There was a similar question posted on this topic previously where it was agreed that the deflection of a rotating blade was decreased once the blade began rotating due to the centrifugal force. But I don't see why centripetal force can't also counteract blade deflection.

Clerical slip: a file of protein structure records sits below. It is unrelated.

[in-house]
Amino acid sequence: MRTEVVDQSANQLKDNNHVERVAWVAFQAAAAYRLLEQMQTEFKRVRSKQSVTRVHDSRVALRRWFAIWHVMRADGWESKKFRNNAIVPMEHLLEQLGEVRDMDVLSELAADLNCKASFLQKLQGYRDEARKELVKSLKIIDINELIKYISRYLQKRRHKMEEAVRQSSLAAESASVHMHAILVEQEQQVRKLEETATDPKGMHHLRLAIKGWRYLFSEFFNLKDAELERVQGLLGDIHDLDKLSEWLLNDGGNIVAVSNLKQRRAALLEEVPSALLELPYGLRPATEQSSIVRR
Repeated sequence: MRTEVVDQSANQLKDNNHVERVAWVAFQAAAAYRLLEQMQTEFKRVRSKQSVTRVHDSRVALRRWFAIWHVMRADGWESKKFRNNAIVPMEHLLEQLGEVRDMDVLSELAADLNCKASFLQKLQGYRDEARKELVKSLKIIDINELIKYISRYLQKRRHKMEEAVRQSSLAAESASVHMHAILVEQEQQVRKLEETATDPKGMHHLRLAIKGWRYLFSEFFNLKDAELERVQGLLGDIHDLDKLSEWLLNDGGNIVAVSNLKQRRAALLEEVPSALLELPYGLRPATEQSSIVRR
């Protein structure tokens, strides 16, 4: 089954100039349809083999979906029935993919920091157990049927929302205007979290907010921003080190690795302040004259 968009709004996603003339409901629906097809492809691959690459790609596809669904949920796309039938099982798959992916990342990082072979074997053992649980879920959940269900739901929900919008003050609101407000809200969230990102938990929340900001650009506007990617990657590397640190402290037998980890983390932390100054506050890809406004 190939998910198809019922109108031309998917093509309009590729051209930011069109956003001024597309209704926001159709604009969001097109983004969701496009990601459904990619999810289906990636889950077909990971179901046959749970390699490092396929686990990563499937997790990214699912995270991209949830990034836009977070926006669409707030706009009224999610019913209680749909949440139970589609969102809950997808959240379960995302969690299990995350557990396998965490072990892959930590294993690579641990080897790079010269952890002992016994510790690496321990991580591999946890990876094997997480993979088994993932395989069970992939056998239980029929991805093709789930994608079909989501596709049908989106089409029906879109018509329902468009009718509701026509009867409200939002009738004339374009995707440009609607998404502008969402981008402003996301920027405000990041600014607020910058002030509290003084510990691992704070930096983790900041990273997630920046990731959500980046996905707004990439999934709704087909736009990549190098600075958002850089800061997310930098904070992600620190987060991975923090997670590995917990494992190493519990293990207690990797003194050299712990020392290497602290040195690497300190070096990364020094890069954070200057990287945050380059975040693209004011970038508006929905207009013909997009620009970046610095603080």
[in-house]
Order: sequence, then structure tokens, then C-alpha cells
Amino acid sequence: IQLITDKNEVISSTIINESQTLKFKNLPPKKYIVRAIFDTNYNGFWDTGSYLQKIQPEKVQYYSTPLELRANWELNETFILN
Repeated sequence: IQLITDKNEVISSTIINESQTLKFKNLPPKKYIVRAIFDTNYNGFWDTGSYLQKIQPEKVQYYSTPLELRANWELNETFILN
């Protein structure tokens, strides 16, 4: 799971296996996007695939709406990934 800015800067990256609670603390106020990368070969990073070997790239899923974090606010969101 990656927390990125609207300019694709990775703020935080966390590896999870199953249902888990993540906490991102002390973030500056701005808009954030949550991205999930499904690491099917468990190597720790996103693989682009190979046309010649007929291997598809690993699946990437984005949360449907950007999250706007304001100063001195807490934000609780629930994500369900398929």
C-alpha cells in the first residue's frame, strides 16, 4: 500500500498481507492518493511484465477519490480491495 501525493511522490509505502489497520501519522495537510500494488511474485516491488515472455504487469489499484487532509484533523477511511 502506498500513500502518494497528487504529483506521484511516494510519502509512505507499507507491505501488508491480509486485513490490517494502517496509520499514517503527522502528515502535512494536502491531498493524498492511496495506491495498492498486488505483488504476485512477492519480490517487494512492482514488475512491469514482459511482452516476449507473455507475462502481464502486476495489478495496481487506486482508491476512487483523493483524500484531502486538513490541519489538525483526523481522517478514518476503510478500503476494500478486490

If we have a blade that is attached to the centre of rotation at a joint/hinge then when stationary the blade will naturally deflect downwards due to the mass of the blade. For simplicity I assumed that the load due to the mass of the blade is acting downwards at the very end of the blade. Due to this deflection there is some tension in the blade. The vertical component of the tension would be equal to the weight of the blade while the horizontal component of the tension would be the centripetal force. Now, as the angular velocity of the blade increases the centripetal force (Horizontal Component) will also increase in magnitude however the vertical component of the tension will remain constant. As a result, the angle at which the tension is acting act relative to the horizontal will decrease. Since the tension is supplied through the blades the angle of the blades relative to the horizontal must also decrease and hence the deflection must also decrease.